New Vatican Policy Says Its Investments Must Align With Catholic Teaching

The policy, which continues Pope Francis’ reform of Vatican finances, will go into effect Sept. 1.

A Vatican flag waves in the breeze with St. Peter's Basilica in the background in St. Peter's Square.
A Vatican flag waves in the breeze with St. Peter's Basilica in the background in St. Peter's Square. (photo: 2015 Bohumil Petrik / CNA)

VATICAN CITY — A Vatican policy published Tuesday states that the Holy See’s financial investments cannot contradict Catholic teaching.

The policy stipulates that Vatican investments should “be aligned with the teachings of the Catholic Church, with specific exclusions for financial investments which contradict its fundamental principles, such as the sanctity of life or the dignity of the human being or the common good.”

The guidelines also say that investments of the Holy See and related entities should aim to contribute to a more just and sustainable world and to generate sufficient return in a sustainable way.

The policy, which continues Pope Francis’ reform of Vatican finances, goes into effect Sept. 1.

Investments will be made through APSA, the Holy See’s treasury and sovereign wealth manager, and overseen by an ethics committee of four financial professionals headed by Cardinal Kevin Farrell.

According to the policy, the Vatican and related entities may not invest in products and technologies related to “pornography and prostitution; gambling; weapons and defence industry; pro-abortion health centers; and laboratories or pharmaceutical companies that manufacture contractive products and/or work with embryonic stem cells.”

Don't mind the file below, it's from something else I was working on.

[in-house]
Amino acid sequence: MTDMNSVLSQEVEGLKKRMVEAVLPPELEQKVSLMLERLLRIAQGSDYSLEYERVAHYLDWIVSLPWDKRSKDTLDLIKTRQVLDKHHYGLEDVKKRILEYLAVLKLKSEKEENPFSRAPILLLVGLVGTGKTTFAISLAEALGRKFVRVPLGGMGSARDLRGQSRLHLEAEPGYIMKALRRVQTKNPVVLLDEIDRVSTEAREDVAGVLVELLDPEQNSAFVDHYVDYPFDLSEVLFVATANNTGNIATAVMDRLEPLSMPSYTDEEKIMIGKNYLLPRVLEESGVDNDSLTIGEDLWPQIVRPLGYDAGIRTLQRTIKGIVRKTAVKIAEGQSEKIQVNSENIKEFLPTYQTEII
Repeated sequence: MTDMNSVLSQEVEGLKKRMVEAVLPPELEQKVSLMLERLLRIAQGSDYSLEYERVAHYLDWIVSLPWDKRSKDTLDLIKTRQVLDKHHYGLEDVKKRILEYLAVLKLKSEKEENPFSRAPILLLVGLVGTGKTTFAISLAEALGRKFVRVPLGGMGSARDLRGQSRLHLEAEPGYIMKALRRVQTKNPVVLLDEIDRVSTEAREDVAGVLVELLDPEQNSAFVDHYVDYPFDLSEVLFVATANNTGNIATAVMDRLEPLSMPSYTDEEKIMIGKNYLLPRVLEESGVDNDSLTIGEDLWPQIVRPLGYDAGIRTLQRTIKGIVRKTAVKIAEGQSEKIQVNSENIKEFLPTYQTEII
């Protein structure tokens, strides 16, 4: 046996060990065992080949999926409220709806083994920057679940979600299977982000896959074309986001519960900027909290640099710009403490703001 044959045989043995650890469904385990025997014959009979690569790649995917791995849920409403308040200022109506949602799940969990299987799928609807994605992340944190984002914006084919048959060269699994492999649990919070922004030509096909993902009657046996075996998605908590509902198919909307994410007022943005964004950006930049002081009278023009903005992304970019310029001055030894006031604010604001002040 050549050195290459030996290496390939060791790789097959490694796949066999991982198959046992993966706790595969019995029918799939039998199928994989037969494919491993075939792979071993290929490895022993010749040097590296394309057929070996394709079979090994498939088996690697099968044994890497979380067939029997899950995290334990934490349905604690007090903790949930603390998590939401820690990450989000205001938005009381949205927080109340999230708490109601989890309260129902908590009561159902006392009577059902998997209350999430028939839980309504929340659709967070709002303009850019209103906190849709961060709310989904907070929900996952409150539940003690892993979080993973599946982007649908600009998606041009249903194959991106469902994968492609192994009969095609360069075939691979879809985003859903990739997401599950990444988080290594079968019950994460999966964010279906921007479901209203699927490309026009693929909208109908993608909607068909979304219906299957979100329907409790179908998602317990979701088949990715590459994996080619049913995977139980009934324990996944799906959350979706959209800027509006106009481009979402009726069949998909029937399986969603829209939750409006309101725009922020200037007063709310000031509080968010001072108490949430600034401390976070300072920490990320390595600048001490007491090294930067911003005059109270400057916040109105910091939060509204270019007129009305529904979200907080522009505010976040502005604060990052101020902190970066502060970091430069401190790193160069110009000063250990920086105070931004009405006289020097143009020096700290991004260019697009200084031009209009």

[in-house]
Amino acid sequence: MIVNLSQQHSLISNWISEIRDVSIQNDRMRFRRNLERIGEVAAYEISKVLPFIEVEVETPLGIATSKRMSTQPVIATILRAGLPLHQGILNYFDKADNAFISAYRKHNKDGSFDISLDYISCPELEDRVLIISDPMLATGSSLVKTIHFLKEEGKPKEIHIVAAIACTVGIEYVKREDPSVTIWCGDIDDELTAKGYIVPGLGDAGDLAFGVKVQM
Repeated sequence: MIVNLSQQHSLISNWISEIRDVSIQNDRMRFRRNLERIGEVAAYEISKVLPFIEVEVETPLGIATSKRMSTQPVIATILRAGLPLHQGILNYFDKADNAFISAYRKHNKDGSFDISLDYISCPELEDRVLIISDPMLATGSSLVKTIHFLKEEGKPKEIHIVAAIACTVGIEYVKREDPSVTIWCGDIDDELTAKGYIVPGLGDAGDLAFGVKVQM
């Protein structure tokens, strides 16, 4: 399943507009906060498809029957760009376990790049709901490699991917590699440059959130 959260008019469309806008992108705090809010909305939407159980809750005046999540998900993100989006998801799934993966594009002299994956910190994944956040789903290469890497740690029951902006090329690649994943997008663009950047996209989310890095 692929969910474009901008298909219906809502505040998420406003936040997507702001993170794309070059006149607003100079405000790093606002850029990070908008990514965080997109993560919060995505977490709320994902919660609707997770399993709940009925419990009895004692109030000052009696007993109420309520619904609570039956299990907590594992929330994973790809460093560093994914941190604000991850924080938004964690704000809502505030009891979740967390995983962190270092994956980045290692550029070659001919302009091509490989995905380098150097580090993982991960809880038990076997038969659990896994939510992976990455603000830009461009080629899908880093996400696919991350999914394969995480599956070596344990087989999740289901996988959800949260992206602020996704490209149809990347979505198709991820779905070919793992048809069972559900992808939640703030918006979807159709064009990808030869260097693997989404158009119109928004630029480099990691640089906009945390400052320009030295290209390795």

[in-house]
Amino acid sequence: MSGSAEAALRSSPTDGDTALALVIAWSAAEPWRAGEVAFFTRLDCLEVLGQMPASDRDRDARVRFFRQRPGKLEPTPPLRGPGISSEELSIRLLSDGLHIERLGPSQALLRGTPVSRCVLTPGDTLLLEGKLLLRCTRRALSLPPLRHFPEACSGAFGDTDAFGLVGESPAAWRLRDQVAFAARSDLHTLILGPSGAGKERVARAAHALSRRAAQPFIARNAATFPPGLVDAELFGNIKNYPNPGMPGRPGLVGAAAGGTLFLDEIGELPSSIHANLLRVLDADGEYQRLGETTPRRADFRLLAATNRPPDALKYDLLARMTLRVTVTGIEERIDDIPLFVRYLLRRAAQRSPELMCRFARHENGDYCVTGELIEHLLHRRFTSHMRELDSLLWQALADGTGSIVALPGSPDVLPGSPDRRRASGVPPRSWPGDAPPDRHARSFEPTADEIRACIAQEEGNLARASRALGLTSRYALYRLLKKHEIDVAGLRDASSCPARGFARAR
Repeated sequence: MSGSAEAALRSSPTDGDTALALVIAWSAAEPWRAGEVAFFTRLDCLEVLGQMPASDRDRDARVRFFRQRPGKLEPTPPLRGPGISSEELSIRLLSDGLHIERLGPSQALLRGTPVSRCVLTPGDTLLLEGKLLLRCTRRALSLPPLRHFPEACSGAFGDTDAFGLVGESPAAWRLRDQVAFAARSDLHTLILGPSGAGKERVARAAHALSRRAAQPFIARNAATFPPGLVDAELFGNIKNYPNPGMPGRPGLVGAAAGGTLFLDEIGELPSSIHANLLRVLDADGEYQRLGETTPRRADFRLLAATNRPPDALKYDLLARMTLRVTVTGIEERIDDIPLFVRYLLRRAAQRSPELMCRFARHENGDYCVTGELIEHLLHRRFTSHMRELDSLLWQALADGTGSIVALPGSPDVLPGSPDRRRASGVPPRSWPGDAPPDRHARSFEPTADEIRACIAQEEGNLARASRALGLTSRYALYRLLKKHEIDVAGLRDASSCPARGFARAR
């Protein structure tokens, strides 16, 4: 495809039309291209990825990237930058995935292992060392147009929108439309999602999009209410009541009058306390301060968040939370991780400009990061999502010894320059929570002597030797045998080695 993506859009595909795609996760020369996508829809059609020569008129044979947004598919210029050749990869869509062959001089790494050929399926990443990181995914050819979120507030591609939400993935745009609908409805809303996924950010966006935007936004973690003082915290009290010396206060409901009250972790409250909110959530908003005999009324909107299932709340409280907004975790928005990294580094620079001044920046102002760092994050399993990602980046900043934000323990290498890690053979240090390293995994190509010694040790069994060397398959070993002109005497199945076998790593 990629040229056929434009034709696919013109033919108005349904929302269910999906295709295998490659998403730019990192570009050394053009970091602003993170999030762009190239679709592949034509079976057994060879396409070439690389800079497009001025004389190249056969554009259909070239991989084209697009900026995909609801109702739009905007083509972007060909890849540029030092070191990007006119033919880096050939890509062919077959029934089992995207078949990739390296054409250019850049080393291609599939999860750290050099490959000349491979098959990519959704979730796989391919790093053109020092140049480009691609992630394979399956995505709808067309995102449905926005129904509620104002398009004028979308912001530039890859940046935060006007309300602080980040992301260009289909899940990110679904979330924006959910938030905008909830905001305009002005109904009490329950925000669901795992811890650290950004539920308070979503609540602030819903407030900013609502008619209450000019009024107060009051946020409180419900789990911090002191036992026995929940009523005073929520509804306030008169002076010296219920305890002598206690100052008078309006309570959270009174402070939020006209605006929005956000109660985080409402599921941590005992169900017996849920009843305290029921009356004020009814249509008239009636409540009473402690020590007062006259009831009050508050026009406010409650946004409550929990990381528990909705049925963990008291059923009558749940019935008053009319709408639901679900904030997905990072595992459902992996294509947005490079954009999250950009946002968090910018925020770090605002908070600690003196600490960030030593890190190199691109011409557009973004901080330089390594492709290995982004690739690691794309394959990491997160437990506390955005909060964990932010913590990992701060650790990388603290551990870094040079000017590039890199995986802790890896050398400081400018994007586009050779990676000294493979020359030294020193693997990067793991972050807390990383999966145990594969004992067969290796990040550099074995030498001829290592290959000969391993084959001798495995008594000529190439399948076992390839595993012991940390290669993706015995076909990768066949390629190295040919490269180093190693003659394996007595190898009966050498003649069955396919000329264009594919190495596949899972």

Industries which the policy says should be avoided for investment, but are not prohibited, include oil and mining, nuclear energy, and alcoholic beverages.

There will be a one-year grace period for Vatican entities to divest of existing investments not in conformity with the new policies.

In April 2021, an Italian investigative news program accused the Vatican’s treasury of investing 20 million euros (then around $24 million) in several pharmaceutical companies involved in making the “morning-after pill.”

Investments, the policy says, should be evaluated to ensure they comply with the principles of the Catholic Church's social doctrine on human dignity, the common good — including the universal destination of goods — subsidiarity, and solidarity.

The guidelines also exclude investments designed to be speculative or of a speculative strategy “unless necessary for the efficiency of investment transactions or to hedge risk.”

“The decision to invest in one place rather than another ... is always a moral and cultural choice,” the policy states.

Investments will be approved through an oversight committee, which was formed last month after nearly two years in the making.

On June 7, Cardinal Farrell was appointed president of the new oversight committee, a body established by the Vatican’s new constitution, Praedicate Evangelium.

Cardinal Farrell, 74, will lead a committee of four finance professionals: John Zona, chief investment officer of Boston College; Jean Pierre Casey, founder and manager of RegHedge; Giovanni Christian Michael Gay, managing director of Union Investment Privatfonds GmbH; and David Harris, portfolio manager of Skagen Funds.

Since 2020, the Irish-American cardinal has also led a committee to monitor internal Vatican financial decisions which fall outside other accountability norms.

According to the committee statutes, published July 19, members are appointed by Pope Francis for a five year term, with possibility of re-appointment for a second term.

The committee will operate ad experimentum (trial period) for five years.

A hearing in the Vatican finance trial on Nov. 17, 2021.

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